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Abercrombie v. Office of Comptroller of Currency

decided: November 12, 1987.


Appeal from the United States District Court for the Southern District of Indiana, Indianapolis Division, No. 86 C 825, William E. Steckler, Chief Judge.

Coffey, Ripple, and Manion, Circuit Judges.

Author: Manion

MANION, Circuit Judge.

Plaintiffs, Manley Abercrombie, Richard Calloway, Richard Eckel, Donald E. Hedrick, and E. Weston Sloan (the directors) are directors of the Rushville (Indiana) National Bank (Bank). The directors filed a complaint in the Southern District of Indiana seeking to enjoin the Office of the Comptroller of the Currency (Comptroller) from imposing civil money penalties (CMP's) on them pursuant to 12 U.S.C. § 1818(i)(2)(i). The district court denied the directors relief, holding that it had no jurisdiction to enjoin the Comptroller's actions. Abercrombie v. Office of the Comptroller of the Currency, 641 F. Supp. 598 (S.D. Ind. 1986). We affirm the district court's judgment that it lacked jurisdiction.


The Comptroller regulates this country's national banks, including the Rushville National Bank. Since 1974, the Comptroller has been concerned with several problems at the Bank that, in the Comptroller's estimation, affected the Bank's ability to operate safely and soundly. According to the Comptroller, the Bank's problems included deteriorating asset quality, failure to adhere to the Bank's lending policy, inadequately supervised lending, excessive expense charges, and conflicts of interest.

On June 29, 1983, the Comptroller and the Bank agreed to a cease and desist order. See 12 U.S.C. § 1818(b) (authorizing the appropriate federal banking agency to order any insured bank to cease and desist any unsafe or unsound banking practice or violation of banking laws; a bank may consent to cease and desist order). On June 19, 1984, the Comptroller and the Bank agreed to amend the outstanding cease and desist order. The cease and desist order, and amendments, addressed what the Comptroller perceived to be the Bank's continuing problems.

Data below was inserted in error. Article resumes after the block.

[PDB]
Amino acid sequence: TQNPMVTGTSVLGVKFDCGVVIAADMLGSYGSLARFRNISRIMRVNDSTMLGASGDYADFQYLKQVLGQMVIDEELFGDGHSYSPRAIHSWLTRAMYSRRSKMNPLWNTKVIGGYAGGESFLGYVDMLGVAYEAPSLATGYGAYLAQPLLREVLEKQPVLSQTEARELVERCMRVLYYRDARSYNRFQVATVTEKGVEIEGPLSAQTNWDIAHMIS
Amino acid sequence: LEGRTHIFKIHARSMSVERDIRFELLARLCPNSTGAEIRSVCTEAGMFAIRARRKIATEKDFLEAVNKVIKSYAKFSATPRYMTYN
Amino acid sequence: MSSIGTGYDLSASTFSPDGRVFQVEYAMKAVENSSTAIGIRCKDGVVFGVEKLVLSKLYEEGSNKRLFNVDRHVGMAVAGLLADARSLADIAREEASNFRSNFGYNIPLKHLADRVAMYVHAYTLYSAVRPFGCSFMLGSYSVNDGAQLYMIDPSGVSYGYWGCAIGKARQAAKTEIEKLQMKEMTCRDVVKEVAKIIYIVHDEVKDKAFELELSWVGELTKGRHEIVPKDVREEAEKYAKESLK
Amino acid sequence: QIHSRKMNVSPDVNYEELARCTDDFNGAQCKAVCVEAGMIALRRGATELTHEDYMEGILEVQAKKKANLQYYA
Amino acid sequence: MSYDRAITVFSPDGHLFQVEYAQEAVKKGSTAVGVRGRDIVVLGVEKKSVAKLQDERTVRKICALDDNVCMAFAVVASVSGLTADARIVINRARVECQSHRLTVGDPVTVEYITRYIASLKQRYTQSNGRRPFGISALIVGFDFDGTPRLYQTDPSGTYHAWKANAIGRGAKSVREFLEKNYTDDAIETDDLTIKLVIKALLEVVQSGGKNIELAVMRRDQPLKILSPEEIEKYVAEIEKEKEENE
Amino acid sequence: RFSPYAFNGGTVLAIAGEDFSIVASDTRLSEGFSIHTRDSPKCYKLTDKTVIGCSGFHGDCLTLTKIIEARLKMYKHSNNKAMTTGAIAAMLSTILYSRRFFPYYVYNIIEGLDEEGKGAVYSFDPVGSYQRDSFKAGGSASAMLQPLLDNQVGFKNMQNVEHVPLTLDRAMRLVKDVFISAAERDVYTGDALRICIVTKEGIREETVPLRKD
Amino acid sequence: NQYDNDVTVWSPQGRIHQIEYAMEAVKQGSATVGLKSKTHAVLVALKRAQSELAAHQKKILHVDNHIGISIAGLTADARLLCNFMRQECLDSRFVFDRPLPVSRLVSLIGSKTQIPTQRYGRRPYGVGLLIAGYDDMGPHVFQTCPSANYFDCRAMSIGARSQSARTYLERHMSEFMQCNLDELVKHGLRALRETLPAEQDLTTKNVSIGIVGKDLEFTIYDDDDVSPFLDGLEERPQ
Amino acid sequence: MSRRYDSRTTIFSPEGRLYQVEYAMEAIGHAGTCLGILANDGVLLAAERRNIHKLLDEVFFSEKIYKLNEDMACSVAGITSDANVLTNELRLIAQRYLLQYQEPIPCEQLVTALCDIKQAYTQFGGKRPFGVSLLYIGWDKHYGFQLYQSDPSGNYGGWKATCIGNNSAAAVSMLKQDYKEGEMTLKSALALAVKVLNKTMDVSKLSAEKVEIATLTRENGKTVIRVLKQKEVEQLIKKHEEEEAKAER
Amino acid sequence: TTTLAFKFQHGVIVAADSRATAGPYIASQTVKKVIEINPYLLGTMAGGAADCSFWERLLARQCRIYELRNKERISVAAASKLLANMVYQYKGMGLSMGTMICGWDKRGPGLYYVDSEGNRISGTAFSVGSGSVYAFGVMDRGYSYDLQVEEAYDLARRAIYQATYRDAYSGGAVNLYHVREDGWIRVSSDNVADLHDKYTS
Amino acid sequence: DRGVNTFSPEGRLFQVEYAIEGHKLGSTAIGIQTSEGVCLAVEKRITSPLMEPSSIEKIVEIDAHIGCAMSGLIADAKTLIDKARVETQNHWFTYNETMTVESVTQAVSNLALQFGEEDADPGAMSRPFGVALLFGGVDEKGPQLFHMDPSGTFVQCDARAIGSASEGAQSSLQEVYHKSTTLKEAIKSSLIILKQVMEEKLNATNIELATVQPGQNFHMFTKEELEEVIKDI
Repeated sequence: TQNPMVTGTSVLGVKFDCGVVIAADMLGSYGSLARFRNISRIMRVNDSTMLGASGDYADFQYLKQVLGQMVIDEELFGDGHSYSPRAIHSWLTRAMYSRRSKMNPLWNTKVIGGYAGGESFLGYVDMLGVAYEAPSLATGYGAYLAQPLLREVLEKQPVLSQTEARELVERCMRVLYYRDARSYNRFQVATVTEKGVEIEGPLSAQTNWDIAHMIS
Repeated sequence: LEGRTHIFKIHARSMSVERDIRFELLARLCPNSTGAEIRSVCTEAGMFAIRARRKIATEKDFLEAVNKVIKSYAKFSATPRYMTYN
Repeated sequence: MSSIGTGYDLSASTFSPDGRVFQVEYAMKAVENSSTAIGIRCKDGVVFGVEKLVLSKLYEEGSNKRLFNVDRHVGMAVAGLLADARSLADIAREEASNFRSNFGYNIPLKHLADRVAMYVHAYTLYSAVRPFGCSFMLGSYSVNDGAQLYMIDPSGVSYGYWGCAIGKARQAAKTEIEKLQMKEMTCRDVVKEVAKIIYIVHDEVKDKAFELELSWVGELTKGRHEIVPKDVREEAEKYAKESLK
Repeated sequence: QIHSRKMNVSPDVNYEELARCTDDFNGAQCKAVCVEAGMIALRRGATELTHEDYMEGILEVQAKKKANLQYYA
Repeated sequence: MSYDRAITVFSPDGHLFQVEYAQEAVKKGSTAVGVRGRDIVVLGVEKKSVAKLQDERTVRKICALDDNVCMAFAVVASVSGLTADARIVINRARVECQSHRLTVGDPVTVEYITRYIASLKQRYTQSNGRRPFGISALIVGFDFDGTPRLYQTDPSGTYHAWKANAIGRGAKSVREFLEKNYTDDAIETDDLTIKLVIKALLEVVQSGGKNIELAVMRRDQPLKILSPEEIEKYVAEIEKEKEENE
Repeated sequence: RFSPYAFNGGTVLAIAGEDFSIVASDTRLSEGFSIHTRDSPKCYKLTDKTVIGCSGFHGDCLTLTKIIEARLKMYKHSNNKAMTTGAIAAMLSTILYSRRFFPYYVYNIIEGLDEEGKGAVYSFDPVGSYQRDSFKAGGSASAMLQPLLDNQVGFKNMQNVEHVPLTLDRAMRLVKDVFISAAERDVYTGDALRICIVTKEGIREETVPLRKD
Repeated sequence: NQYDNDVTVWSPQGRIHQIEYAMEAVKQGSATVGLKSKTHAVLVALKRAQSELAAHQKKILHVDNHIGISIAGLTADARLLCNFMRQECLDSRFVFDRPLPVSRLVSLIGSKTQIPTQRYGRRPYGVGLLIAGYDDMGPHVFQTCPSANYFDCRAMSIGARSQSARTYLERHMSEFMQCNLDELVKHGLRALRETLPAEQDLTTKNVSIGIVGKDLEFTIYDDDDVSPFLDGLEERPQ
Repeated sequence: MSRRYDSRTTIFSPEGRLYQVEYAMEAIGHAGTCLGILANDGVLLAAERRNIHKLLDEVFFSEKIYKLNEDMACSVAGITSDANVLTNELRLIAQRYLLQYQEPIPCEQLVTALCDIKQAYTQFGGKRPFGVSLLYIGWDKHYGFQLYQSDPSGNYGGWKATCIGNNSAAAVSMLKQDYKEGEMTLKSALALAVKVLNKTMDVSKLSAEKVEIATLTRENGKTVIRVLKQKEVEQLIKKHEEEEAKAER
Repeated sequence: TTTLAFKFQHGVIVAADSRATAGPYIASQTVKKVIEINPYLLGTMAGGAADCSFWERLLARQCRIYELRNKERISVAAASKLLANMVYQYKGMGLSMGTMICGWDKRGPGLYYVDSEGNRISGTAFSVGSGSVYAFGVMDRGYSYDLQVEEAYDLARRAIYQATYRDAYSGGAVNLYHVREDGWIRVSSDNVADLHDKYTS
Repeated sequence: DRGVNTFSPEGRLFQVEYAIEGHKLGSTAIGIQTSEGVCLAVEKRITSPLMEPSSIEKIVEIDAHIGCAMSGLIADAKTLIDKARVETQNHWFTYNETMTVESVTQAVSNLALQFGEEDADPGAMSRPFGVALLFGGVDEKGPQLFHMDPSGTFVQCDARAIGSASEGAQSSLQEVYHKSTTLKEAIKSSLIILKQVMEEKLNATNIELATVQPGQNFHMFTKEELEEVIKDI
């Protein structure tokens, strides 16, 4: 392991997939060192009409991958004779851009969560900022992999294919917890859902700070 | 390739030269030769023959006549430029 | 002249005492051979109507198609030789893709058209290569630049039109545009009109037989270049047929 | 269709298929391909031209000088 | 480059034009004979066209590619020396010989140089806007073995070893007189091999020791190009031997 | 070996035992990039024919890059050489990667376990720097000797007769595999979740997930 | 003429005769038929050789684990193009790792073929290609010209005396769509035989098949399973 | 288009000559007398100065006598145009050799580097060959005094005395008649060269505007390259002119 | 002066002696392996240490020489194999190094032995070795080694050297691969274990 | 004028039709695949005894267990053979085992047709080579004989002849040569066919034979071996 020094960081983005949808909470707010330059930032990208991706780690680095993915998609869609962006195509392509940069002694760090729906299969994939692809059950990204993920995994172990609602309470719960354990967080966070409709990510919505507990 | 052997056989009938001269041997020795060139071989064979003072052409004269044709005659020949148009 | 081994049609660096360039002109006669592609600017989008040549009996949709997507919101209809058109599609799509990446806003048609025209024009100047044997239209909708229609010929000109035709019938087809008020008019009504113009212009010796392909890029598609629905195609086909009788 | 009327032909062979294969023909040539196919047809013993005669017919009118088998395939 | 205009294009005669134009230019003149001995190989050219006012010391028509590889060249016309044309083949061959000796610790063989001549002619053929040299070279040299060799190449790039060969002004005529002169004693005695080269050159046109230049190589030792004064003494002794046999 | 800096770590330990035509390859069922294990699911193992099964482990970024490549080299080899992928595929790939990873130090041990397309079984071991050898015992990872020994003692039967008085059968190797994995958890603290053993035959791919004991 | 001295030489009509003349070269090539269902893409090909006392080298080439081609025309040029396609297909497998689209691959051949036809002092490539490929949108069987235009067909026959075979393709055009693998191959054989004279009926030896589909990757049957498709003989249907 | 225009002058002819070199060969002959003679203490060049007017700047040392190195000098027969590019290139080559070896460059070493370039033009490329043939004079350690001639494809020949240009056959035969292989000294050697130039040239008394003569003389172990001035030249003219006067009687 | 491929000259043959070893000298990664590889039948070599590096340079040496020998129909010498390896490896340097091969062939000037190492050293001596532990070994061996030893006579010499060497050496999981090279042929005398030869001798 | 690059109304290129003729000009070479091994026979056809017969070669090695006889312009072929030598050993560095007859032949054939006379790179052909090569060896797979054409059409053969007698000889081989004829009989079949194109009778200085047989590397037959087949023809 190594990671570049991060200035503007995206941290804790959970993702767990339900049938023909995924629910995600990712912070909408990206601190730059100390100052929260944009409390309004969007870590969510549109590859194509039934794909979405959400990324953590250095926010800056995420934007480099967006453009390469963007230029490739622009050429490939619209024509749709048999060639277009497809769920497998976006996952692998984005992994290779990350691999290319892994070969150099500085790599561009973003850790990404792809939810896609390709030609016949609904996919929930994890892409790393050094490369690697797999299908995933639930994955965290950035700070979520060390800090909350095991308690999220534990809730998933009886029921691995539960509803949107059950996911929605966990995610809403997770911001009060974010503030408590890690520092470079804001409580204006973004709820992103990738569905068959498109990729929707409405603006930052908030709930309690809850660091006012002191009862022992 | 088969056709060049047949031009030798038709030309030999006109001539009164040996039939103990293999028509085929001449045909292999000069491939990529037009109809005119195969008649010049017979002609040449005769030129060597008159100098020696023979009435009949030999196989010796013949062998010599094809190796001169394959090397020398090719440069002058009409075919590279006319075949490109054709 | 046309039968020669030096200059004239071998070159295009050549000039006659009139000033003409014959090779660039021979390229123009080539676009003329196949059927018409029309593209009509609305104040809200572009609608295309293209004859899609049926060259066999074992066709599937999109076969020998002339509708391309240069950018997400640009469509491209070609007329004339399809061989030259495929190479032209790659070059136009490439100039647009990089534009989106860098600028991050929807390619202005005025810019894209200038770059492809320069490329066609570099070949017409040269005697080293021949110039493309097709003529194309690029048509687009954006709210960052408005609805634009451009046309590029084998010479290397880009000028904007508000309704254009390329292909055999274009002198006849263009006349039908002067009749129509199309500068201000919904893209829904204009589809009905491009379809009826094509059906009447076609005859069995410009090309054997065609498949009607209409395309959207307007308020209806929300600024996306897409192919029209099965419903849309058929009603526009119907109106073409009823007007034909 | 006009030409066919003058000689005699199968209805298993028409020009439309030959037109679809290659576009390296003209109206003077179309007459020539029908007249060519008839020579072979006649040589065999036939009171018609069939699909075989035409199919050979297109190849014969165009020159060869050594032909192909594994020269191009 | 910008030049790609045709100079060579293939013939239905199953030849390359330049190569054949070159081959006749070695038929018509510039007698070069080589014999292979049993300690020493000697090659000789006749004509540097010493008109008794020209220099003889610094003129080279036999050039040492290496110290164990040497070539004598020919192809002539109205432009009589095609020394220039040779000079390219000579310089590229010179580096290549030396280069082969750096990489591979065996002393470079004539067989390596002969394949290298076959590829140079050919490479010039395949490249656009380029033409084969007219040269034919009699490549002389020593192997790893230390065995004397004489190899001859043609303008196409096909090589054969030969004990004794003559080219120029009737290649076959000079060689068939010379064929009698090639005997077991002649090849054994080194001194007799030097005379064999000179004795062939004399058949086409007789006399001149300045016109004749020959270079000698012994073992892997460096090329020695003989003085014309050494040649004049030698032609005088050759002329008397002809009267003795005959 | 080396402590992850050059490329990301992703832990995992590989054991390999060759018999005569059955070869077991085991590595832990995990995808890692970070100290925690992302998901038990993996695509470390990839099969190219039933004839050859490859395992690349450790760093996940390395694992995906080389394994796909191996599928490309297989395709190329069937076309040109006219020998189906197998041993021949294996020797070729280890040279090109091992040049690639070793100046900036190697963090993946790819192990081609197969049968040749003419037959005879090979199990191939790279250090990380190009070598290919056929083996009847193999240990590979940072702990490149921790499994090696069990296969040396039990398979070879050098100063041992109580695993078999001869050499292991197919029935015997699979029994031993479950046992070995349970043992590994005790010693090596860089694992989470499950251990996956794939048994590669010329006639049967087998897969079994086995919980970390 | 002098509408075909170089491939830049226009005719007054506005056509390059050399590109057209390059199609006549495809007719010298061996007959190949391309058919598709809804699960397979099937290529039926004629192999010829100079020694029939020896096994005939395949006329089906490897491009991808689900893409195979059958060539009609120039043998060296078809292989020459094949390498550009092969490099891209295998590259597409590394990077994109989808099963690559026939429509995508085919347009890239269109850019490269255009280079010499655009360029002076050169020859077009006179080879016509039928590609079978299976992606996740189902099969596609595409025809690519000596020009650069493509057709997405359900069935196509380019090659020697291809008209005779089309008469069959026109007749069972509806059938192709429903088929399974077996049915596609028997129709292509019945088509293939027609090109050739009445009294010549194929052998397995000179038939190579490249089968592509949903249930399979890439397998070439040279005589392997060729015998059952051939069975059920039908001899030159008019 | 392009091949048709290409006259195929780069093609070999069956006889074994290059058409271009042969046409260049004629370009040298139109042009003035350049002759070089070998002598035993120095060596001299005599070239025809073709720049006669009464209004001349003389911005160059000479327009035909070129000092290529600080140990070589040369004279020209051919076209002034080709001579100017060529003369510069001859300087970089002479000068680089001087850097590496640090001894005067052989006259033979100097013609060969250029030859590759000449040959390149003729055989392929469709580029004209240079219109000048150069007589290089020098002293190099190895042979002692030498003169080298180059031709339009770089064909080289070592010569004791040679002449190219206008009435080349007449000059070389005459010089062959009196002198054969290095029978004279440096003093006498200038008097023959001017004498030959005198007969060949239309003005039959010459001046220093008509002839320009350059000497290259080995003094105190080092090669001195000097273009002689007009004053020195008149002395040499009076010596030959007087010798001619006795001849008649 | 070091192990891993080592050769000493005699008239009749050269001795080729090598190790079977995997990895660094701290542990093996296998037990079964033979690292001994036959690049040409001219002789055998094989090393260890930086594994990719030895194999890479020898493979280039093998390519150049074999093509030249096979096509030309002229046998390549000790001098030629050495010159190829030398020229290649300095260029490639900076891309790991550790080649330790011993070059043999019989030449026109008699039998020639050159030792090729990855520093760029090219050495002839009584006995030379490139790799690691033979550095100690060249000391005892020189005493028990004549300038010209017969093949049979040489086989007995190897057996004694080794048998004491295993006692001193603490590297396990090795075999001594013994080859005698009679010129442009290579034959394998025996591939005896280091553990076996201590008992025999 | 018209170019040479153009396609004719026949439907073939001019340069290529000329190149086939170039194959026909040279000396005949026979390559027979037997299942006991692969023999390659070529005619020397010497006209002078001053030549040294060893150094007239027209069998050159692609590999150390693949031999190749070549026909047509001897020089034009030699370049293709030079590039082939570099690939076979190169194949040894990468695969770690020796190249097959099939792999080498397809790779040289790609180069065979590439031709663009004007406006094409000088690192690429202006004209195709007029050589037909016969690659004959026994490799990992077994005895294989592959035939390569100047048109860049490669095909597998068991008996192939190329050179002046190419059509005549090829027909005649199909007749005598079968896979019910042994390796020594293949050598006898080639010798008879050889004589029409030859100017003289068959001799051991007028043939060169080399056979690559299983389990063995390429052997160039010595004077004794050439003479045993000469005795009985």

The Comptroller examined the Bank several times between June, 1983 and January, 1985. According to the Comptroller, these examinations revealed that the Bank was not complying with the cease and desist order. The Comptroller concluded from the Bank's repeated noncompliance with the cease and desist order that the Bank's directors had not adequately supervised the Bank to ensure compliance.

12 U.S.C. § 1818(i)(2)(i) allows the Comptroller to assess civil money penalties against directors of banks that violate cease and desist orders:

(2)(i) Any insured bank which violates or any officer, director, employee, agent, or other person participating in the conduct of the affairs of such a bank who violates the terms of any order which has become final and was issued pursuant to subsection (b), (c), or (s) of this section, shall forfeit and pay a civil penalty of not more than $1,000 per day for each day during which such violation continues . . . . The penalty may be assessed and collected by the appropriate Federal banking agency by written notice. As used in this section, the term "violates" includes without any limitation any action (alone or with another or others) for or toward causing, bringing about, participating in, counseling, or aiding or abetting a violation.